A recent article about HPV – Human Papillomavirus -begins with a question and an answer:
80% or more of cases of cervical cancer show evidence of HPV infection. It was the belief of the pioneer of the study of HPV that, if people looked hard enough, HPV would be found in all cases. By contrast, only 25% of lung cancer cases in the USA show evidence of HPV, while in Japan this figure rises to 80% – the same sort of order as HPV in cervical cancer -.
The jury is still out, but it seems that a great deal of research effort is now going into the viral and bacterial causes of cancer, and the evidence is already looking quite strong. But it raises the question of how the medical establishment will deal with the revelation that lung cancer is caused by a virus, and not by smoking. Are they, for example, going to say, "We were wrong," give tobacco a clean bill of health, and call halt the global persecution of smokers?
One answer is provided by CRUK on cervical cancer. It recognises the primary role of HPV in cervical cancer, but goes on to assert that smoking increases the risk.
But the point of the exercise by CRUK is to retain smoking as an ancillary cause of cervical cancer. And this is probably the line that will be adopted if lung cancer is shown to be caused by HPV. Smoking will be retained as a risk factor. Smokers will be told that they have twice or three times the risk of contracting lung cancer if they smoke. Or some other figure plucked out of the air. Smoking will no longer be the primary cause of lung cancer, but it will continue to be one of the causes.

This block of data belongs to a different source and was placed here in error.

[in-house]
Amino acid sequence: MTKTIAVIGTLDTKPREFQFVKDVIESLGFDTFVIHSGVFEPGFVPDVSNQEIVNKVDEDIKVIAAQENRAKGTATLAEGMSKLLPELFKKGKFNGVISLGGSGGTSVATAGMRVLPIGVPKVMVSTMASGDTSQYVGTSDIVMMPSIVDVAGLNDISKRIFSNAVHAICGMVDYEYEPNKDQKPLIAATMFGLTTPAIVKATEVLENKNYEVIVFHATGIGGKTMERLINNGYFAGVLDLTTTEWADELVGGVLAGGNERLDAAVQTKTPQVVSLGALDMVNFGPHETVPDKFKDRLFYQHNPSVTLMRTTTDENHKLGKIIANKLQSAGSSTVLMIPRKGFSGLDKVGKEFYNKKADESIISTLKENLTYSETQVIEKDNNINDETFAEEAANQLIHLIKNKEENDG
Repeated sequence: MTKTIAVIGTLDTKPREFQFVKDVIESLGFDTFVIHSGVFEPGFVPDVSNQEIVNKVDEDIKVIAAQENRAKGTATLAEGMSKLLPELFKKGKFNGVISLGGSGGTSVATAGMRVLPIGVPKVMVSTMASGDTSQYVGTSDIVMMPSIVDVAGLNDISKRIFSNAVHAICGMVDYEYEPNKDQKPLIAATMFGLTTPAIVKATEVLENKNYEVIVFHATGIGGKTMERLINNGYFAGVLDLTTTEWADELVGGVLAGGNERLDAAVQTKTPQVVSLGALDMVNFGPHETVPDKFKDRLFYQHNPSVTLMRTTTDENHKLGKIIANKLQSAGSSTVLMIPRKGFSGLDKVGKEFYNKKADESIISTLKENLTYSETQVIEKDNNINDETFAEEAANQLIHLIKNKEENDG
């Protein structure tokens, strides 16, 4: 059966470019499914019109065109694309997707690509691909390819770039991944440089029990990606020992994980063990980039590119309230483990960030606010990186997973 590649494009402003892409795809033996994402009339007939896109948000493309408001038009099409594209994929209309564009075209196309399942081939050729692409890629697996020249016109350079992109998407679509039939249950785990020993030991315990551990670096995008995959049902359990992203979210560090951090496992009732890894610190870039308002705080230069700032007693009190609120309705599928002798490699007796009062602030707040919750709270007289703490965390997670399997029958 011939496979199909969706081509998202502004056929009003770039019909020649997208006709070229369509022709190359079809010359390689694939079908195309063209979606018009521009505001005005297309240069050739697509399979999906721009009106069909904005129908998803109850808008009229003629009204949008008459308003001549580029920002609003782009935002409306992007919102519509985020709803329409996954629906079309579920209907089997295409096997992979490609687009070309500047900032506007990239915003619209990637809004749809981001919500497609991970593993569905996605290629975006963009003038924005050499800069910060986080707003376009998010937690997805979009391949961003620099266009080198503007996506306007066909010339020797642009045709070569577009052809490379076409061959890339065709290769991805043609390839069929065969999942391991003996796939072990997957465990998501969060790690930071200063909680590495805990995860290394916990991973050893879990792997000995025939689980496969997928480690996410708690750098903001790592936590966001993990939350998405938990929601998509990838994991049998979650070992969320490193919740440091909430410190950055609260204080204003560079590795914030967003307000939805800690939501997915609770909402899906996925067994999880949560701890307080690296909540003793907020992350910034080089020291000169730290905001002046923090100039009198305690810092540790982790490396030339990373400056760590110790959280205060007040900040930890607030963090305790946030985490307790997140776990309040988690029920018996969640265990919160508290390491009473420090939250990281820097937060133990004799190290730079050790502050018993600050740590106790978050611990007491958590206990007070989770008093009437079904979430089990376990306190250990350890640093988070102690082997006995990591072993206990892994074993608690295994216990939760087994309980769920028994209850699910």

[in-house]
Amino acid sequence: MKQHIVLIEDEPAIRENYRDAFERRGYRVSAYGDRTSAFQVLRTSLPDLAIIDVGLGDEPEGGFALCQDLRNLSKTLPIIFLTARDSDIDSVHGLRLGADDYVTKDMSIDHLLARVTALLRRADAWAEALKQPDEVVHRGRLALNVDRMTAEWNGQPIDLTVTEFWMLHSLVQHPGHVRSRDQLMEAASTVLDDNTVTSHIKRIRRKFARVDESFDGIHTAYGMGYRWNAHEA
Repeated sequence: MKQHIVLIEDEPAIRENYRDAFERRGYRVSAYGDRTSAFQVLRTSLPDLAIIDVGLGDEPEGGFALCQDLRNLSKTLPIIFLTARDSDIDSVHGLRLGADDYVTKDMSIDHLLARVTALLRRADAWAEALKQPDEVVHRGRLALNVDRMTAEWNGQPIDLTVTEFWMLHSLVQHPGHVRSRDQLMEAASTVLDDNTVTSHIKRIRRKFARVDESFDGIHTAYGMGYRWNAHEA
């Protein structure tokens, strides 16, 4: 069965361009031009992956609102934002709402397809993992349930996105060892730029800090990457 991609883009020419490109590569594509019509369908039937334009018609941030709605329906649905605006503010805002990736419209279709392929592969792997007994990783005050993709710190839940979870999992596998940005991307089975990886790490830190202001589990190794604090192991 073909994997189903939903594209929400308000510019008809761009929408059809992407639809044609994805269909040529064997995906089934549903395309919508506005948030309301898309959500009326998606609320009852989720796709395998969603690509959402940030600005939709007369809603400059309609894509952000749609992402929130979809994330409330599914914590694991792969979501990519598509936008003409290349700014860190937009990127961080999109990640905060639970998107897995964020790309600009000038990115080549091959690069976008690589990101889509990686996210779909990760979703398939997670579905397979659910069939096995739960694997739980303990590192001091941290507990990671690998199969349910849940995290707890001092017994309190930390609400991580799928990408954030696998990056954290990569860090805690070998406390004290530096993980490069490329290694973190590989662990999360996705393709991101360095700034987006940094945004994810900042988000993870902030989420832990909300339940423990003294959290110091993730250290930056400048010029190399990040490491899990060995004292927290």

Another reason why smoking is unlikely to be given a clean bill of health is because it has been indicted as a cause not only of lung cancer, but of heart disease and more or less every other disease that afflicts humanity, including toenail fungus.
In addition, if HPV is found to cause lung cancer, it will simply not be reported in the mainstream media, who are as wedded to the idea that smoking causes lung cancer as they are to the idea that CO2 causes global warming.
So, if HPV is found to cause lung cancer, there will be no let-up in the war on smokers. The justifications for the war will just change subtly, a bit like the reasons for the Iraq war. And the war on smoking is, in the end, a moral crusade rather than a medical crusade. It is part of a century-long War on Drugs. For the righteous, tobacco and alcohol are not essentially different from cannabis and opium and other proscribed drugs. They’ve just two that have managed to evade the forces of law and order so far. In the bright future of the righteous, all will be prohibited. They are most certainly not going to allow changing understandings of the causes of cancer to halt their moral crusade.
Update: Jan 2011 BBC report.
“There are two types or strains of HPV which are most likely to cause cancer – HPV-16 and HPV-18.
HPV-16 is thought to be responsible for around 60% of cervical cancers, 80% of cancers in the anus and 60% of oral cancers.”
Also Is Oral Sex Safe?, a one hour BBC 3 programme.